Sustainable investing has grown in popularity in recent years.
According to Morningstar, about $23 trillion in assets, globally, are invested in portfolios with sustainable mandates. That’s a 600% increase from a decade ago. The increase coincides with a renewed passion from both institutional and individual investors to align their investments with their own personal views.
Types of Sustainable Funds
Sustainable investing exists in numerous forms and under various titles, but there are three main types of sustainable investment strategies employed today. Historically, sustainable investing focused on excluding certain investments, typically firms involved in alcohol, tobacco, firearms, and gambling. Those types of investment strategies are still very prominent and are frequently referred to as “values based.”
A more recently developed (though still not the newest form) of sustainable investing focuses on positive rather than negative, or exclusionary, screens. This strategy emphasizes firms that are proactive on the tenets of environmental, social, and governmental (ESG) issues, often targeting firms, across all industries, that are relative leaders in this respect. These strategies are referred to as “Sustainable” or “ESG” investments. It’s important to note that each E, S, and G factor can be defined differently from one provider to the next, making comparison across firms challenging.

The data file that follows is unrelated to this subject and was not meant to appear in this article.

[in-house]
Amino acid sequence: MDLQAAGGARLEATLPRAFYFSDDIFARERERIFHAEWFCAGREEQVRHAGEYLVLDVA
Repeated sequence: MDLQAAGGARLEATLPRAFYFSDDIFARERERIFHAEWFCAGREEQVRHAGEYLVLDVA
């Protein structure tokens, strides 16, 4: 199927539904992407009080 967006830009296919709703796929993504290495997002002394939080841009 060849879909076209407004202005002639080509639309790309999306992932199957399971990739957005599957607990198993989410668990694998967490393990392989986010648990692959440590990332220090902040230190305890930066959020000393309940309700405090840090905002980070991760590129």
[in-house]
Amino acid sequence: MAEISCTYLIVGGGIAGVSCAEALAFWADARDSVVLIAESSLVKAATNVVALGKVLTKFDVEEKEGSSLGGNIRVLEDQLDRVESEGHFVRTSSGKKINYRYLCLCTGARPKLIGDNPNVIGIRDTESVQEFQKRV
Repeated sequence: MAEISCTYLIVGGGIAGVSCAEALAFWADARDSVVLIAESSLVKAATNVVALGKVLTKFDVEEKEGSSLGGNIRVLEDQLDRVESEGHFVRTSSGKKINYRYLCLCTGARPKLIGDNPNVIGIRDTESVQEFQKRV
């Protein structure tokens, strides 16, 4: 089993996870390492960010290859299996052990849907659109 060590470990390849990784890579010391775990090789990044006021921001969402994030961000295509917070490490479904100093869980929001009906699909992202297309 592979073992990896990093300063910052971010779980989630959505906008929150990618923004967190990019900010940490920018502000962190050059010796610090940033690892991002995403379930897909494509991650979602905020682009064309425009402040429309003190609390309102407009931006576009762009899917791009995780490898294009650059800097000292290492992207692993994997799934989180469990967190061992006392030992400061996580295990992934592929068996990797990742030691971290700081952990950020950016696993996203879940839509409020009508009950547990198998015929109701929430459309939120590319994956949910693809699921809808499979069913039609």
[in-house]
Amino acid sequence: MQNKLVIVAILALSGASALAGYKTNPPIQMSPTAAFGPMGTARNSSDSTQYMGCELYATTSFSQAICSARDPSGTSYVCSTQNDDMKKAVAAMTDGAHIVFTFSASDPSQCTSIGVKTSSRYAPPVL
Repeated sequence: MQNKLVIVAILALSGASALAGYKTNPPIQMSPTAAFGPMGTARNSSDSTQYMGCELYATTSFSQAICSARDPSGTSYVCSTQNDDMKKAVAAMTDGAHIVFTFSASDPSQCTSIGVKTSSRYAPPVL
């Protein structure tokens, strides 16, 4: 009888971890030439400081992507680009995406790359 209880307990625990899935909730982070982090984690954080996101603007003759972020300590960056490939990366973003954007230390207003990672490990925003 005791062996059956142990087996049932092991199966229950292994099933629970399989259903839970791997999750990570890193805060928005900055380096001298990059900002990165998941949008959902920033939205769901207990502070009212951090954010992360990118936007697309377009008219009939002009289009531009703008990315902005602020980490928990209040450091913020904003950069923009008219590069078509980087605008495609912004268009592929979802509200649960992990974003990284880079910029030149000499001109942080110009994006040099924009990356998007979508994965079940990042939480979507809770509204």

The latest incarnation of sustainable funds has been dubbed “Impact Investing” and typically focuses on social and environmental impact, such as reduction in carbon footprint, energy or water saved, etc. This is the most difficult style to interpret and analyze due to short track records and limited transparency into the determination of these factors.
Fiduciary Rule Chatter
Sustainable investment options made headlines in early 2018 when the Department of Labor (DOL) issued revised ERISA guidance for plan sponsors on the use of these funds inside employee benefit plans. The DOL previously addressed this issue in 2015, noting that “plan fiduciaries are not permitted to sacrifice investment return or take additional investment risk” to “promote…social policy goals.” Meaning, ESG-focused investments cannot be utilized without appropriate consideration of risk and return-plan sponsors cannot simply choose a strategy because it focuses on ESG principles. At the same time, the DOL noted that social criteria could be used as a “tie breaker” for an investment choice.
That guidance was revised in 2016 to allow investment policy statements to “include policies concerning the use of ESG factors to evaluate investments” and noted that plan fiduciaries could integrate ESG metrics and analysis into risk and return evaluations. This revised guidance was largely interpreted as a positive sign for the future of ESG funds in retirement plans. Plan sponsors could seek out ESG-themed investment options and incorporate the evaluation of those factors into the analysis of investment options.